To generate transgenic LQTS rabbit models with impaired repolarization reserve, the so-called “dominant-negative” transgenic strategy, which describes the fact that the co-assembly of mutated and normal channel subunits completely disrupts the overall ion channel function, was utilized to decrease the expression of functionally normal repolarizing potassium channel proteins. All available transgenic LQTS rabbit models have been engineered by beta-myosin heavy chain promoter-driven cardio-selective over-expression of mutated human genes encoding for voltage-gated K+ channels such as KCNQ1/KvLQT1 (KvLQT1-Y315S, LQT1), KCNH2/HERG (HERG-G628S, LQT2), or KCNE1/minK (KCNE1-G52R) (Brunner et al., 2008; Major et al., 2016).
To generate the transgenic founder animals, the pronuclear microinjection technique was used. Superovulation was induced in wild-type (WT) rabbits using hormonal stimulation with FSH and GnRH-analogues, and inseminated oocytes were microinjected with transgenic mutant DNA-constructs and re-implanted into foster mothers (Brunner et al., 2008; Major et al., 2016). Mating of the resulting transgenic F0 founders with female WT rabbits resulted in vertical transmission with 50% transgenic and 50% WT offspring. To generate double-transgenic LQT2–5 rabbits, LQT2 male and LQT5 female rabbits were cross-bred (Hornyik et al., 2020).
Electrophysiological Characteristics and Arrhythmogenic Mechanisms in the Transgenic LQTS Models
In LQT1 or LQT2 rabbit cardiomyocytes the repolarizing potassium currents IKs (LQT1) or IKr (LQT2), respectively, are completely eliminated. This results in a prolongation of APD on the cellular and whole heart levels and a prolongation of ventricular refractoriness and QT interval duration in vivo (Brunner et al., 2008; Odening et al., 2010). This prolongation of APD/QT is particularly pronounced at slower heart rates, leading to a steeper QT/RR ratio—particularly in LQT2 (Brunner et al., 2008) (Figures 3A–C). Moreover, these models demonstrate an increased temporal instability of QT duration with an increased STVQT (Hornyik et al., 2020) and spontaneous polymorphic VT in LQT2  (Figure 3D).
Figure 3 Baseline electrical characteristics of transgenic LQTS rabbits. (A) Upper panel: IV-curves of IKs steady (left)/tail (right) and IKr steady (left)/tail (right) in cardiomyocytes isolated from wild-type (WT), LQT1, and LQT2 rabbit hearts, indicating loss of IKs in LQT1 and loss of IKr in LQT2 [modified from (Brunner et al., 2008)]. Lower panel: IV-curves of IKs in absence and presence of 5 µM forskolin in WT or transgenic LQT5 rabbit ventricular myocytes. Bar diagrams illustrate a reduced deactivation time constant in transgenic LQT5 ventricular myocytes [modified from (Major et al., 2016)]. (B) Representative ECG tracings indicating differences in QT interval in WT, LQT1, LQT2, and LQT5 rabbits [ECG from WT, LQT1 and LQT2 modified from (Brunner et al., 2008)]. (C) QT/RR relationship assessed with telemetric ECG in free moving rabbits: WT, LQT1, and LQT2 in upper panel [modified from (Brunner et al., 2008)], in lower panel in WT and LQT5 [modified from (Hornyik et al., 2020)]. (D) ECG and blood pressure tracing of LQT2 rabbit with spontaneous ventricular torsade-de-pointes (TdP) tachycardia [modified from (Brunner et al., 2008)]. *p < 0.05 vs. WT.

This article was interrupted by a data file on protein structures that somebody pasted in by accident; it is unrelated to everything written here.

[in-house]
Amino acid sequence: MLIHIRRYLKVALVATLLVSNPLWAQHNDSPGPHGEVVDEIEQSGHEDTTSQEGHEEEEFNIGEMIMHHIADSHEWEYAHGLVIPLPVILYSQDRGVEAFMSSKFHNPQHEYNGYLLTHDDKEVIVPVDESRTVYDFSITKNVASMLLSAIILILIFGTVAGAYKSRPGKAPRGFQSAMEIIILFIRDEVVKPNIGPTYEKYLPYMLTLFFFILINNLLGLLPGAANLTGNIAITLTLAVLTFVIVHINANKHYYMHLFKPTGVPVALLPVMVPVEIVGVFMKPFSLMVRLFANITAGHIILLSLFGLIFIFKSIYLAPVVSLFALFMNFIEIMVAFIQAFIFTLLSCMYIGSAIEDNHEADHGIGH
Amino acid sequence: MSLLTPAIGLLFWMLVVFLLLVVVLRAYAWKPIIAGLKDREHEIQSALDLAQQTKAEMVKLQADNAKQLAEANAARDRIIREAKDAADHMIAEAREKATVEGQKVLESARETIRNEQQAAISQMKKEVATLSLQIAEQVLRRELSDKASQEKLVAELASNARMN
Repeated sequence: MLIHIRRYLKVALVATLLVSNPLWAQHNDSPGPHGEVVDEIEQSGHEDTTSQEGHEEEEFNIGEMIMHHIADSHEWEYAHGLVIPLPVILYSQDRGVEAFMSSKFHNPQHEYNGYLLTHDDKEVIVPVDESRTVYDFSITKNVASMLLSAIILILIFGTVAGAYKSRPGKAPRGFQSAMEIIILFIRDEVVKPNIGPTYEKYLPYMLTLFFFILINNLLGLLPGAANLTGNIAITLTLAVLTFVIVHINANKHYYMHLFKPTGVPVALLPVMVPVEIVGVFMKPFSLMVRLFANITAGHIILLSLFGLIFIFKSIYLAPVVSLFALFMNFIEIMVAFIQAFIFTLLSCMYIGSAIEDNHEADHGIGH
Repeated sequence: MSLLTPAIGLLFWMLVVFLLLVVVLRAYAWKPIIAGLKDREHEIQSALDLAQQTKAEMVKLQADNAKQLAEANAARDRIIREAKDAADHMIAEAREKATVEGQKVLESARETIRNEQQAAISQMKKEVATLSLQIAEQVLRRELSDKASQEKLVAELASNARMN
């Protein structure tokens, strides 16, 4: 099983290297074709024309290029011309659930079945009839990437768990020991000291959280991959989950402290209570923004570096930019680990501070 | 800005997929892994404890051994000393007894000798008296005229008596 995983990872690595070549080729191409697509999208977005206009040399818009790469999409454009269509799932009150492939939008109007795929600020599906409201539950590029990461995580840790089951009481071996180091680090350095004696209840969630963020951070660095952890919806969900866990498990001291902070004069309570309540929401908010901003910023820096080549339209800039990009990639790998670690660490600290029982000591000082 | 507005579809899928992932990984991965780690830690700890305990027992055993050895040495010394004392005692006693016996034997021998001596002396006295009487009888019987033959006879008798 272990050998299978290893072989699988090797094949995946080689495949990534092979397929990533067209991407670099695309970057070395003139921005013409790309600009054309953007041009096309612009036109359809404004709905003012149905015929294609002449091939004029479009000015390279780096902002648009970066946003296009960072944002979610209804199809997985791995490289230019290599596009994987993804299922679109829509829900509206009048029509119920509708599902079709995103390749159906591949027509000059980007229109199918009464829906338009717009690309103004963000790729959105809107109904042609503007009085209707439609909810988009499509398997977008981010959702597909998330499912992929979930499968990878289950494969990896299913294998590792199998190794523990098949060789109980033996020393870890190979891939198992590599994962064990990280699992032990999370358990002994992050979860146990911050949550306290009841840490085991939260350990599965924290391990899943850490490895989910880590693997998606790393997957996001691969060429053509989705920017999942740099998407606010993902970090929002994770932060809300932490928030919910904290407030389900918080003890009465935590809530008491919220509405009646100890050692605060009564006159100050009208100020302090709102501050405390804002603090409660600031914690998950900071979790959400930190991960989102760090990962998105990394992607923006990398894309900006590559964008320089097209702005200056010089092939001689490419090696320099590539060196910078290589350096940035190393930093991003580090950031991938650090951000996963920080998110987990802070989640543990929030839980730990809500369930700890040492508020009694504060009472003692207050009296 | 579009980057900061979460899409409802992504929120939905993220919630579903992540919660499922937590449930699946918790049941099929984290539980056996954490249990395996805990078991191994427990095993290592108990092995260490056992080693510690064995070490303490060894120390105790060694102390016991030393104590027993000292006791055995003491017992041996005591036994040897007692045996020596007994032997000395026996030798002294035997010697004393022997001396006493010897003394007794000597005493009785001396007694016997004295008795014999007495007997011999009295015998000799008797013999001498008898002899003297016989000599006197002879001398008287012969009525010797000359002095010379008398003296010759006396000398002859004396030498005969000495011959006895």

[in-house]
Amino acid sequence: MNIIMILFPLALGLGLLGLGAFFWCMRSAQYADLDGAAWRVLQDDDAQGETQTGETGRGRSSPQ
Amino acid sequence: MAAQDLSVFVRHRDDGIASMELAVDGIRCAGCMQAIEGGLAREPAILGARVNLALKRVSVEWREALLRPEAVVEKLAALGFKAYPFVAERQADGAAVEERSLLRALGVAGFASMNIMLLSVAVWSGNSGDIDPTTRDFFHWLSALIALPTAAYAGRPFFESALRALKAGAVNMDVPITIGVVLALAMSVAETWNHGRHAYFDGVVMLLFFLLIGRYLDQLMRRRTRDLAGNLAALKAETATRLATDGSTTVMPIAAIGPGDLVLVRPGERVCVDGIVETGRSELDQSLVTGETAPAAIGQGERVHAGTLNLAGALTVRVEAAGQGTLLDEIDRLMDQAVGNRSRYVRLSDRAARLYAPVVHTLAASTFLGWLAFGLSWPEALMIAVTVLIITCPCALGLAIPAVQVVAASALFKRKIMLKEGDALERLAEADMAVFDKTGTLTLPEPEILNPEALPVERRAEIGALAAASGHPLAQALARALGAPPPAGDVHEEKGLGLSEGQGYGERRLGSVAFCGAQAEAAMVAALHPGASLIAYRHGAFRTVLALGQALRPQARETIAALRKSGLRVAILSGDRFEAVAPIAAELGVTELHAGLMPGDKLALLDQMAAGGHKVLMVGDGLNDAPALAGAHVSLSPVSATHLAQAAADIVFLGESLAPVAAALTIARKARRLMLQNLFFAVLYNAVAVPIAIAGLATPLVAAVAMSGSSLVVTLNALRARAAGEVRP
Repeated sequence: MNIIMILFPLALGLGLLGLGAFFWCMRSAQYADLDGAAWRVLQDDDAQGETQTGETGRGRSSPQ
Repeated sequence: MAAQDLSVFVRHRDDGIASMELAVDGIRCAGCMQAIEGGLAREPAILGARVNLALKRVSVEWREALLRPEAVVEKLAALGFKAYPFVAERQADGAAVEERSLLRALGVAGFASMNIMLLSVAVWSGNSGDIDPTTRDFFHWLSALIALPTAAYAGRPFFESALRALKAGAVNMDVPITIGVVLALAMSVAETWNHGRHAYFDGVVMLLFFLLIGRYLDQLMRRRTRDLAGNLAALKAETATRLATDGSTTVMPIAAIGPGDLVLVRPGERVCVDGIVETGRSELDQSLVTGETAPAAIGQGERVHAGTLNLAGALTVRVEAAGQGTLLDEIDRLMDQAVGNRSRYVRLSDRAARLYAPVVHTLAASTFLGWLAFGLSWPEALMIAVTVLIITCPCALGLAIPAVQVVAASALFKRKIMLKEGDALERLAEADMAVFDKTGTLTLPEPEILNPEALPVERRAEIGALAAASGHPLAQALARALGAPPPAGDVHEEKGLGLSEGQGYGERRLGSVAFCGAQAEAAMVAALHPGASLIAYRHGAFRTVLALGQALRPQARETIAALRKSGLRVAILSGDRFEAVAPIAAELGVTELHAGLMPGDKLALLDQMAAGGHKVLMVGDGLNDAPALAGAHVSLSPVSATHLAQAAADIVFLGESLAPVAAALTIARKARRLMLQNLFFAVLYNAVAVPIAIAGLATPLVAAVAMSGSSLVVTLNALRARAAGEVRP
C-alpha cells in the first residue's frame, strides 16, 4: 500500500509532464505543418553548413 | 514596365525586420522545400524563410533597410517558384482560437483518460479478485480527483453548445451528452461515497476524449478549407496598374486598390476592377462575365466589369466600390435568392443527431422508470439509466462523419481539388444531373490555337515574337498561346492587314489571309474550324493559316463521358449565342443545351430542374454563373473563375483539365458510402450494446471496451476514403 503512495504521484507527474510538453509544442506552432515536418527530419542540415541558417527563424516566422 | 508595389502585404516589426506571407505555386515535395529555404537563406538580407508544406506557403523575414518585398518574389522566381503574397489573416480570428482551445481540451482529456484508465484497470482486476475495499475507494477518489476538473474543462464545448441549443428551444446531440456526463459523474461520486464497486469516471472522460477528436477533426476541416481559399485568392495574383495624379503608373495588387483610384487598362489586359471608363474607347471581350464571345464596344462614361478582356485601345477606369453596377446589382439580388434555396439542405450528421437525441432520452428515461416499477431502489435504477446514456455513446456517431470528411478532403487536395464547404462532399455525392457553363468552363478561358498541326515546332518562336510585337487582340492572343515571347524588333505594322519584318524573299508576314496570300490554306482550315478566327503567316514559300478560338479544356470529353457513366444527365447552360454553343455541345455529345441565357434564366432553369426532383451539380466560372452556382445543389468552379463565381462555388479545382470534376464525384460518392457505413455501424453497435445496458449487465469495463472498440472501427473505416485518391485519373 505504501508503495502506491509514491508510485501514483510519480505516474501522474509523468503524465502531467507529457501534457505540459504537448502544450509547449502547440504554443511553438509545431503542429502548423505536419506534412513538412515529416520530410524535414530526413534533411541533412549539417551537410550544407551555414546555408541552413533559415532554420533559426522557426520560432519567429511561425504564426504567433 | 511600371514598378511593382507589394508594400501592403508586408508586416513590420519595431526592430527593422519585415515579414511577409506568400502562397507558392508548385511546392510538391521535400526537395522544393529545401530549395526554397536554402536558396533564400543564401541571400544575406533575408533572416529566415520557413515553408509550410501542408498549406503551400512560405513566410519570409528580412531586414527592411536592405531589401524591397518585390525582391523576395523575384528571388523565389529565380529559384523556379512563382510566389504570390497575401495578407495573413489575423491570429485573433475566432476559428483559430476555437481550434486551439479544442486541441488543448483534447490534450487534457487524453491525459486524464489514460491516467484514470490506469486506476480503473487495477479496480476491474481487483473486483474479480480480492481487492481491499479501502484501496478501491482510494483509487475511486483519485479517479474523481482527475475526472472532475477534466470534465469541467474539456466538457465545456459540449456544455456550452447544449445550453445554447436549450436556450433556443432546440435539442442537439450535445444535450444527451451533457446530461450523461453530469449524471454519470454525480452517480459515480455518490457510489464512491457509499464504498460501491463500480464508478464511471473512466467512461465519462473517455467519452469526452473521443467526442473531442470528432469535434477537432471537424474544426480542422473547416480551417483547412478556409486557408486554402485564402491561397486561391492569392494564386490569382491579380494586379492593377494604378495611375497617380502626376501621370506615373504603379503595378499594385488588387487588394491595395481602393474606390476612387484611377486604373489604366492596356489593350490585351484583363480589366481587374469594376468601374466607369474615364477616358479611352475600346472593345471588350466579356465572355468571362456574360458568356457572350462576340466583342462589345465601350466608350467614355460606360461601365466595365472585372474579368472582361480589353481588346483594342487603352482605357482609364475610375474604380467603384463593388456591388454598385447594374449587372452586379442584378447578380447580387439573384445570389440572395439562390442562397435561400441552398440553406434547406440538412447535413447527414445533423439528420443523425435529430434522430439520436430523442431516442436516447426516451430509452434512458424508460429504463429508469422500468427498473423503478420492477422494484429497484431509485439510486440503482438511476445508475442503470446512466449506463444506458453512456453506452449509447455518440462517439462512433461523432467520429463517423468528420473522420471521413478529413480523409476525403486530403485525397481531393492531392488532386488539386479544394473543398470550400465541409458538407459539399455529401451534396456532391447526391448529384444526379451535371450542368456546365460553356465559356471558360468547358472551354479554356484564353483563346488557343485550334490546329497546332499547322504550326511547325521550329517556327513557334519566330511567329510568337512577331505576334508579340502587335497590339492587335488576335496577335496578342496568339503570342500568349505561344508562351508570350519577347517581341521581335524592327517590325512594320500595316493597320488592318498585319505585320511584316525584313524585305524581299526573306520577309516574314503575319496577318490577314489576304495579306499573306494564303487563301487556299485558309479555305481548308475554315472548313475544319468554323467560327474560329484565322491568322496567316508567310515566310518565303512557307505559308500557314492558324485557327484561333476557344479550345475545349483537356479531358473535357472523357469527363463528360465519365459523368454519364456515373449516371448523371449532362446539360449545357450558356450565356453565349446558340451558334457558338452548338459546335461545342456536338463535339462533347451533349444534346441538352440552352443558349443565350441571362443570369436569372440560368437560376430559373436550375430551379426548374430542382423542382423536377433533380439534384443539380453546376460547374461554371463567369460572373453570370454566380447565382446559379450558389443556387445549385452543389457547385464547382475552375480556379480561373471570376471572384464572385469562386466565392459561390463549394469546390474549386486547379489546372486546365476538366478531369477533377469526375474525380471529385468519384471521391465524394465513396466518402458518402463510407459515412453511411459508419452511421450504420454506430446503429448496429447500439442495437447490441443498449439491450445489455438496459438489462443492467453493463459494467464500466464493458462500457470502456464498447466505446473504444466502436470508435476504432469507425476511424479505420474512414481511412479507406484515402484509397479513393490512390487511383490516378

In transgenic LQT5 rabbit cardiomyocytes, in contrast, the biophysical properties of IKs and IKr are altered with accelerated deactivation kinetics (Major et al., 2016)—but overall IKs and IKr current densities are not reduced. Consequently, these rabbits exhibit only a partial phenotype with no significant prolongation of whole heart APD (Major et al., 2016; Hornyik et al., 2020), and only a very slightly prolonged QT interval at baseline without changes in QT/RR ratio (Major et al., 2016; Hornyik et al., 2020) (Figures 3A–C), but exhibit an increased short-term beat-to-beat variability of the QT (Major et al., 2016). Due to their reduced repolarization reserve, the phenotype can be augmented by the IKr-blocking drug dofetilide, which further increased short-term variability of QT and promoted drug-induced VT (Major et al., 2016).
Studies in transgenic LQT1 and LQT2 rabbits highlight the major role of an enhanced (spatial and temporal) dispersion of repolarization in LQTS-related arrhythmogenesis: in LQT2 rabbit hearts, an increased spatial dispersion of APD was observed throughout left and right ventricles (Brunner et al., 2008; Odening et al., 2013) (Figure 4A). Dispersion of repolarization can also occur in a dynamic spatio-temporal fashion with pronounced beat-to-beat alternations and “out-of-phase” heterogeneities between adjacent regions, the so-called “discordant alternans”. In transgenic LQT2 rabbit hearts, this discordant alternans developed at physiological heart rates and preceded VT/VF formation (Ziv et al., 2009). VT/VF were easily inducible with LV epicardial stimulation (Brunner et al., 2008), and, importantly, LQT2 rabbits even developed spontaneous polymorphic VT and SCD (Brunner et al., 2008; Odening et al., 2012b), thus representing the first transgenic animal models mimicking the complete electrical phenotype of LQT2. Transgenic LQT1 rabbits with a more homogeneously prolonged APD without substantial dispersion of repolarization within the LV at physiological/normal heart rates, in contrast, developed no spontaneous VT or SCD (Brunner et al., 2008). When LQT1 hearts were further stressed, however, by continuous tachypacing or AV-ablation to induce cardiac tachymyopathy (Lau et al., 2015), or complete AV-block (Kim et al., 2015), respectively, APD dispersion increased, spatially discordant alternans developed and VT/VF was easily inducible or occurred spontaneously. Transgenic LQT5 rabbits demonstrated an increased apico-basal APD heterogeneity compared to healthy WT hearts at baseline—despite their overall “normal” APD (Hornyik et al., 2020).